Of course, his goals had also included bringing exquisite coffee prepared flawlessly to the masses. He would have regretted that first affogato, except that the masses apparently wanted high-butterfat ice cream made from local organic ingredients more than they wanted perfectly balanced black coffee. Several thousand dollars a week more, in fact. Reuben was still sometimes bemused at the turn his business had taken, but he tried not to dwell on it, because the idea of profiting handsomely as a result of pure chance gave him a headache.

Not that the coffee side of the business didn’t have its adherents. Today, like most days, he had a reliable stream of customers as soon as he opened at nine: regulars who came in for the only nel drip in town, people fortifying themselves before a grocery run or a browse through Four Leaf Plants next door, new parents looking for some badly needed caffeine closer than Main Street. Reuben was kept grinding and pouring until the pre-lunch lull, when he took the opportunity to have a seat and down the blueberry and kale smoothie he’d brought with him.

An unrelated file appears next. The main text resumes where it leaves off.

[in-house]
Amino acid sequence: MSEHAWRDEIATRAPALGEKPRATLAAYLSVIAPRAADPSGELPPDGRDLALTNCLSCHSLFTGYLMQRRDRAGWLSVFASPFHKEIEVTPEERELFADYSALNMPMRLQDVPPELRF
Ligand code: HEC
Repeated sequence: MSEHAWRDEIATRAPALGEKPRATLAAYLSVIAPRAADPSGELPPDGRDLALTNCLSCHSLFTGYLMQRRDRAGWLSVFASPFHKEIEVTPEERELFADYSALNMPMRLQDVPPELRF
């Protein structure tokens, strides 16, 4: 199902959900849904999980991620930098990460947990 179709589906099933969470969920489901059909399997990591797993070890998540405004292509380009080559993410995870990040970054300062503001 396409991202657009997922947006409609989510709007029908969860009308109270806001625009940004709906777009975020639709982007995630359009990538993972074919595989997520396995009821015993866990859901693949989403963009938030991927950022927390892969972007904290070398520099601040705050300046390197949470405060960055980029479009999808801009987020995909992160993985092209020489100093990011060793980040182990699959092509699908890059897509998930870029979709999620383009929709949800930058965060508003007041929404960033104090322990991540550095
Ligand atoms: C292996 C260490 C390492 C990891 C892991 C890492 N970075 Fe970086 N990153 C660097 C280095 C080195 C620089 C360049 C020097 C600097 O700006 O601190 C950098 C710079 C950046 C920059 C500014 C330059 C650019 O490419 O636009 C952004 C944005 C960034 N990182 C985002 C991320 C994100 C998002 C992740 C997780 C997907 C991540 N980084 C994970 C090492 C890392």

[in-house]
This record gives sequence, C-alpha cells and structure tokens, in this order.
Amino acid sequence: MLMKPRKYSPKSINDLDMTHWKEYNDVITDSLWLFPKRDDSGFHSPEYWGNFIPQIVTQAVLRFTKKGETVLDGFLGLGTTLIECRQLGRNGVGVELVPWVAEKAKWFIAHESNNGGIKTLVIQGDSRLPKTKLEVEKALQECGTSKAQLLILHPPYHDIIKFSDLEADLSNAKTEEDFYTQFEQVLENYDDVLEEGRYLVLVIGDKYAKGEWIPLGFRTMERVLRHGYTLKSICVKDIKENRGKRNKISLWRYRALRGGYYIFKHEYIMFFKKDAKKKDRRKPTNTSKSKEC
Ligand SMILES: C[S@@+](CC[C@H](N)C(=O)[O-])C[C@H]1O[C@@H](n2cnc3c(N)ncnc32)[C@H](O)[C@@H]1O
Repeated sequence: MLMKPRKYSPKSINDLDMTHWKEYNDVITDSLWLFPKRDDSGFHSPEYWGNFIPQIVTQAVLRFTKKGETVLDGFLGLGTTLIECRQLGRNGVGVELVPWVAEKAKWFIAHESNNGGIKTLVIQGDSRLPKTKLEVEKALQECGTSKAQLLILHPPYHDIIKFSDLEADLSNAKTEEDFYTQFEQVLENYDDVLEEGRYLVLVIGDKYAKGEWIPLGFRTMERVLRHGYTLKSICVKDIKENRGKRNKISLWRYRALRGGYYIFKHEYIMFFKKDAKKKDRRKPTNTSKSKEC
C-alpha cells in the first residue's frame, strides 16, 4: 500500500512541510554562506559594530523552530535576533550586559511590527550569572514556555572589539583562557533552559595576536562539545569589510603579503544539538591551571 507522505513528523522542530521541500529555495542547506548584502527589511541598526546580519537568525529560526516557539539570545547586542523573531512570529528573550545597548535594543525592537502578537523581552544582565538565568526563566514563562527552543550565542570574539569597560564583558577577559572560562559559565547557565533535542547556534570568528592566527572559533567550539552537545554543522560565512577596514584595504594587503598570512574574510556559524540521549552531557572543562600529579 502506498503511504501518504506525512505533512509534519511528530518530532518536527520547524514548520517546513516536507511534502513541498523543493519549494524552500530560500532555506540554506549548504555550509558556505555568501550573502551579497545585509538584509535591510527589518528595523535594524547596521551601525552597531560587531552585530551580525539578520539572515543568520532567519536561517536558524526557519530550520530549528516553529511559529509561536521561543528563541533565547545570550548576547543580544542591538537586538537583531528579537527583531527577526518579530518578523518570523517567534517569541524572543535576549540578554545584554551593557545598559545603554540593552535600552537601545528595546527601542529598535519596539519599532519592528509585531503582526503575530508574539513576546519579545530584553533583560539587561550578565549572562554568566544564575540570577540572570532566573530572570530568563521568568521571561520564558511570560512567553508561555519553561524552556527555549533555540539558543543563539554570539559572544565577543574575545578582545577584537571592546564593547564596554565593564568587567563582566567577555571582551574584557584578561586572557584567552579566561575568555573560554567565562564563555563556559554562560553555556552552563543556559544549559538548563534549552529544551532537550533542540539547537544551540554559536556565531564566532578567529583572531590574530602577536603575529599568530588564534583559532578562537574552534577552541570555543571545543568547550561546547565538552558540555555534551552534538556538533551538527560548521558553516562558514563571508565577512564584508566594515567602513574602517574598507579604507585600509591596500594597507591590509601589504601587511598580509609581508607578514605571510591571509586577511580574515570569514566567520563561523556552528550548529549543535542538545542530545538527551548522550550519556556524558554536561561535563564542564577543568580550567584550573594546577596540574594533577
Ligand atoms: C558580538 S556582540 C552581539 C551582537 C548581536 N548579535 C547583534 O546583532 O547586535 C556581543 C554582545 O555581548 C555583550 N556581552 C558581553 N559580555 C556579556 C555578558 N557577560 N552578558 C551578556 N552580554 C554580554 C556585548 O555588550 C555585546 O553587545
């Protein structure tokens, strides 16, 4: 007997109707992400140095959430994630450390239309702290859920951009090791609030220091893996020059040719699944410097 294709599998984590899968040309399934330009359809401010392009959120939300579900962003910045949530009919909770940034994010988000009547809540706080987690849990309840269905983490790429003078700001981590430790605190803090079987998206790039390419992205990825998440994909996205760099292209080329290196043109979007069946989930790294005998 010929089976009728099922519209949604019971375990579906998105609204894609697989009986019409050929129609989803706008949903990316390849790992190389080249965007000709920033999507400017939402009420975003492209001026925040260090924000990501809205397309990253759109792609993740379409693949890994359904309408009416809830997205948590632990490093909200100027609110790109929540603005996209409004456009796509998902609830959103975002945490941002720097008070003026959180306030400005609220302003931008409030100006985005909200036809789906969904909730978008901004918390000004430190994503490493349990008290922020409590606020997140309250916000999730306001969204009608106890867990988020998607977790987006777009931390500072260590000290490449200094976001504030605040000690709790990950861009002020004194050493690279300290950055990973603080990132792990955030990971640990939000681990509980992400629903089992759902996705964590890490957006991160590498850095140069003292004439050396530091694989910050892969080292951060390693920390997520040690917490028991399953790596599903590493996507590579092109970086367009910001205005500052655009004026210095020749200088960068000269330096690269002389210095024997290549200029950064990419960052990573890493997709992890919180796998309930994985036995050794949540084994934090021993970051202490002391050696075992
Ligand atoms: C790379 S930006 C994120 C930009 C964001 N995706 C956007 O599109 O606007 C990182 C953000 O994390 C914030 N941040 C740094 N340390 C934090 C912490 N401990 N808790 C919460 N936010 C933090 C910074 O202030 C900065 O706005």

He stood up as a customer came in. Instead of going to the counter, though, the man trotted over and planted himself in the chair opposite Reuben. “Hi! It looks like I came at the right time. Got a minute?”

His wide face and strawberry blond hair gave him the air of a choirboy, the impression intriguingly marred by the two glinting rings through his right eyebrow and columns of silver up and down the curves of his ears. What was his name? Van, Reuben’s mind supplied. Van Parsons from The Mysterious, Clover Hill’s ode to kitsch and microbrewing.

“I do. What for?”

Van took a small notebook from somewhere inside his battered leather bomber jacket. “I thought we could schedule the road trip for the tourist passport. How’s next Tuesday for you?”

This time, Reuben’s mind supplied nothing useful. He pursed his lips. “The road trip for the what?”

Van reached into the other side of his jacket and came out with a full-colour brochure, which he slid across the table to Reuben. North Fairview County Trail of Tastes, it proclaimed over a collage of chocolate truffles, amber beer, and glossy red jam oozing off a wooden spoon. 

Right. Reuben had procured the brochure during a trip up to Baymill to check out that new roastery, and brought it to a Clover Hill Chamber of Commerce meeting in some inexplicable moment of weakness. He’d long since put it out of his mind. “That was almost a year ago.”